The Securities and Exchange Commission (“SEC”) recently released three Compliance and Disclosure Interpretations1 (the “CDIs”) concerning Exchange Act Rule 14a-4(a)(3)2 (the “Rule”) applicable to proxy statements. The Rule requires the unbundling of matters for which proxy authority is solicited so as to “identify clearly and impartially each separate matter” to be acted on. Prior to the release of the CDIs, the SEC had only provided guidance on the application of the Rule in the specific context of mergers, acquisitions and similar transactions in its September 2004 “Fifth Supplement.”3

Last year, in Greenlight Capital, L.P. v. Apple, Inc.,4 the District Court for the Southern District of New York enjoined Apple from bundling four charter amendments5 into a single proposal, holding that the unbundling rules were intended to prevent shareholders from choosing between registering a false vote and risking a failed Board election. The court also held that the fact that the SEC did not raise the unbundling issue does not validate a filed proxy statement.6

Questions and Answers of General Applicability

Prompted by Apple, the CDIs provide that:

  • Proxy statements need not unbundle multiple matters that are so “inextricably intertwined” as to effectively constitute a single matter. The Staff would not consider two matters to be “inextricably intertwined” simply because they were negotiated as part of one transaction or because the matters represent terms of a contract that one or the other of the parties considered essential to the overall bargain. In contrast, if the matters each speak to a basic financial term of the same series of capital stock, the Staff would view them as “inextricably intertwined” and the matters would not have to be unbundled.7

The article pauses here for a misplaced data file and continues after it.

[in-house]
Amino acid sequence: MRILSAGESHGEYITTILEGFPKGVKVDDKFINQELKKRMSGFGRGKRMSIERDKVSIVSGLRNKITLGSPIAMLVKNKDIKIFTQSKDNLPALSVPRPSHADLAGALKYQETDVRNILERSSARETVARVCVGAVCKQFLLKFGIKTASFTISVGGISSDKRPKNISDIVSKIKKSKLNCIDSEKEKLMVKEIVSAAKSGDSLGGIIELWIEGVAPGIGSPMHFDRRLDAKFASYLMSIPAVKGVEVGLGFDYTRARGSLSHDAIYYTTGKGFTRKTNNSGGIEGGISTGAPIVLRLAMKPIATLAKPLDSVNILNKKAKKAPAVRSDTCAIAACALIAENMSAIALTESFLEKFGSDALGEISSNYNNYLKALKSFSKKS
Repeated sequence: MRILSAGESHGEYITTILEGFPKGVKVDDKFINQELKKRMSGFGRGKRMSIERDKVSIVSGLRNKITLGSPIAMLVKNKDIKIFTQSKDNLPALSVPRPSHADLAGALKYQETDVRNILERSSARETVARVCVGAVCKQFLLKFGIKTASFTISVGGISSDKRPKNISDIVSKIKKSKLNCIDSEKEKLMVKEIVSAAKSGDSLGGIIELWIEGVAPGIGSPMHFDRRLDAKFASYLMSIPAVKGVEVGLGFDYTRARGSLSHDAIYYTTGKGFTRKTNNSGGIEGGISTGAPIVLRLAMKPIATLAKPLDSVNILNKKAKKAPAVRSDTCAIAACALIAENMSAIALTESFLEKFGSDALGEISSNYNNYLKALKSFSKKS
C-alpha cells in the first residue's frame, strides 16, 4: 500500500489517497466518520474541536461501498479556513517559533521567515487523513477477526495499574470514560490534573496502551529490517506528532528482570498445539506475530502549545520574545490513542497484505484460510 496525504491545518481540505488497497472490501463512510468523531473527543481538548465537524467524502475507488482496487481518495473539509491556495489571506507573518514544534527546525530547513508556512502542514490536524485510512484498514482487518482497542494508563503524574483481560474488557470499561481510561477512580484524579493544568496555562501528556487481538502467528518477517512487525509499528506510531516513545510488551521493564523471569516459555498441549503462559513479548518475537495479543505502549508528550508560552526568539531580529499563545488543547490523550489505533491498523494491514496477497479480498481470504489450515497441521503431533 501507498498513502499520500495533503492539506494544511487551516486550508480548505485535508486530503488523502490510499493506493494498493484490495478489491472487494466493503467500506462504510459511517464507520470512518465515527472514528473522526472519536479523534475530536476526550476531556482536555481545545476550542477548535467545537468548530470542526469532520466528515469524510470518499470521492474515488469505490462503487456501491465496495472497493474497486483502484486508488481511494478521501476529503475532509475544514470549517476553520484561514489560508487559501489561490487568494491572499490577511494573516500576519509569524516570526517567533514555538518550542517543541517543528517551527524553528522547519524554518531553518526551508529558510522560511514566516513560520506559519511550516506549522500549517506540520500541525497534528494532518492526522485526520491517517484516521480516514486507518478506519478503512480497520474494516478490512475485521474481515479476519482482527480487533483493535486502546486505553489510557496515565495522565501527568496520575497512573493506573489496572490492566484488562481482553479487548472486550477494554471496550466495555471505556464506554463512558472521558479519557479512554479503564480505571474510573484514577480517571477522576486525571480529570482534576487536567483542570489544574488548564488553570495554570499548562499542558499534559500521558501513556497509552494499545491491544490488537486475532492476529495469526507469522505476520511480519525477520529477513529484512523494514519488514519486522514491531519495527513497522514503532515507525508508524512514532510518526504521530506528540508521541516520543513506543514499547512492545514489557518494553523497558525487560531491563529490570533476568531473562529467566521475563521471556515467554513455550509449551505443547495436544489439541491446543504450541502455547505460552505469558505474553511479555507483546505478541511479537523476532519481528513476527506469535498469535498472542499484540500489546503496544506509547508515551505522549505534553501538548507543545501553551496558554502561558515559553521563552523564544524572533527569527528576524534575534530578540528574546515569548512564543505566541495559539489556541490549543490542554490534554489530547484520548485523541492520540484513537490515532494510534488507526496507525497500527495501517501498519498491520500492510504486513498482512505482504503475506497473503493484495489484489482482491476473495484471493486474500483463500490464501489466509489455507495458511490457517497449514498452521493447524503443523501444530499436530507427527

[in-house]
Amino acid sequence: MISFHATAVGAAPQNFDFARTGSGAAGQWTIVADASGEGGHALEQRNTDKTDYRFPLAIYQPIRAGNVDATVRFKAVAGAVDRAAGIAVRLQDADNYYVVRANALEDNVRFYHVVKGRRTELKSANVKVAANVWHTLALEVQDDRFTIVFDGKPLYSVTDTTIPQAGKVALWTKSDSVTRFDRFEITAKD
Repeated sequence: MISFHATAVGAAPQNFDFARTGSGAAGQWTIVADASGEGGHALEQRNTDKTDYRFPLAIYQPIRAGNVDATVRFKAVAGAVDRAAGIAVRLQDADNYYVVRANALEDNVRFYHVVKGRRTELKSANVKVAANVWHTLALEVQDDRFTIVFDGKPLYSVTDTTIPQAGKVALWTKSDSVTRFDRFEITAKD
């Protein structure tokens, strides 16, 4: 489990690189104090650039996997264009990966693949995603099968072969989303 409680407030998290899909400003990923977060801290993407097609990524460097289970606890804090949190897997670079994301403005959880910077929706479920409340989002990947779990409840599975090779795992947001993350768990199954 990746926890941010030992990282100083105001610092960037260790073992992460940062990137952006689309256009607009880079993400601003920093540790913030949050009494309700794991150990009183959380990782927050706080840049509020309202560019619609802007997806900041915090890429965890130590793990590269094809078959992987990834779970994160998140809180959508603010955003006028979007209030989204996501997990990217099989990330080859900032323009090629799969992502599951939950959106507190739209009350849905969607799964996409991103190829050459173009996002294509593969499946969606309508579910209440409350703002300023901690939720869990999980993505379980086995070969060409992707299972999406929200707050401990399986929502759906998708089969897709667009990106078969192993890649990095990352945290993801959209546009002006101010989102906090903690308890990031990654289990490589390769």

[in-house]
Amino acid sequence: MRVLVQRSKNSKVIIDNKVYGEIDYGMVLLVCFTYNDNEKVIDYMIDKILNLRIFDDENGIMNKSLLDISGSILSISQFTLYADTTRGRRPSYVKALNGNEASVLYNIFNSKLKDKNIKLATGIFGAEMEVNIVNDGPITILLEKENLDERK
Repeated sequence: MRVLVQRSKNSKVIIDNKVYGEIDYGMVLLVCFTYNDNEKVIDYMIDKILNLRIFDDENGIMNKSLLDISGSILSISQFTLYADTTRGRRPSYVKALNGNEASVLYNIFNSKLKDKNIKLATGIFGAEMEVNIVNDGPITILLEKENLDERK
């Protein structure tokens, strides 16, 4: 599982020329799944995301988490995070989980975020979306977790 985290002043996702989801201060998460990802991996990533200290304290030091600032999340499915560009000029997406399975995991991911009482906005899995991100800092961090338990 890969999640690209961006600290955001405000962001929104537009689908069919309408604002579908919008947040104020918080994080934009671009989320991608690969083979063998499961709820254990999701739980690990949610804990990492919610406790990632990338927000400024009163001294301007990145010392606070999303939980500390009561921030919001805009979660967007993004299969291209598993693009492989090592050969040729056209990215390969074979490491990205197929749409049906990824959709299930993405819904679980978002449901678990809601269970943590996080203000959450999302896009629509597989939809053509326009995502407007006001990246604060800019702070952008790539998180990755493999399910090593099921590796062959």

• Proxy statements can bundle any number of immaterial matters with a single material matter. In determining materiality, registrants should consider whether a given matter substantively affects shareholder rights. The SEC stated that, if management knows or has reason to know that a particular amendment which, even if it does not substantively affect shareholder rights, is one on which shareholders could reasonably be expected to wish to express a view other than the view expressed by management, the amendments should be unbundled.8
  • An omnibus amendment to a registrant’s equity incentive plan does not require unbundling, even though each matter may be individually material.9